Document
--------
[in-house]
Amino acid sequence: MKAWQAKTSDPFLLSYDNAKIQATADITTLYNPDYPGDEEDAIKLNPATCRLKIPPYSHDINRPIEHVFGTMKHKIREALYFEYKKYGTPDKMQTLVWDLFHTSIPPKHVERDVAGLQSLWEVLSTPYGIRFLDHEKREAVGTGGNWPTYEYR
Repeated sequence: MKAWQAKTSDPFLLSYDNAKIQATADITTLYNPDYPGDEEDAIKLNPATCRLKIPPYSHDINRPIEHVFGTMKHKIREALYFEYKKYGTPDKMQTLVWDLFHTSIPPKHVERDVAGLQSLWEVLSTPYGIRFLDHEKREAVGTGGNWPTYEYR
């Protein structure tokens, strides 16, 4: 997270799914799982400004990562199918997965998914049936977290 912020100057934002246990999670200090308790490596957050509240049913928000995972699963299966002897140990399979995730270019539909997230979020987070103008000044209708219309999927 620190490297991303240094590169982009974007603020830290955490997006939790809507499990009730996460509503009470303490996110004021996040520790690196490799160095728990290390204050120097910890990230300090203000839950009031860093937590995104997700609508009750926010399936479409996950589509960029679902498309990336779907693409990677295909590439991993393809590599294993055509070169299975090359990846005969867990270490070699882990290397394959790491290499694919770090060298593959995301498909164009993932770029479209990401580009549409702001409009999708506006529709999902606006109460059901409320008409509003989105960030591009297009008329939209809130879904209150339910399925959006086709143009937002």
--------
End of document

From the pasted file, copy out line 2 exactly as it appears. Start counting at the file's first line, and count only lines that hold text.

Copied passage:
Amino acid sequence: MKAWQAKTSDPFLLSYDNAKIQATADITTLYNPDYPGDEEDAIKLNPATCRLKIPPYSHDINRPIEHVFGTMKHKIREALYFEYKKYGTPDKMQTLVWDLFHTSIPPKHVERDVAGLQSLWEVLSTPYGIRFLDHEKREAVGTGGNWPTYEYR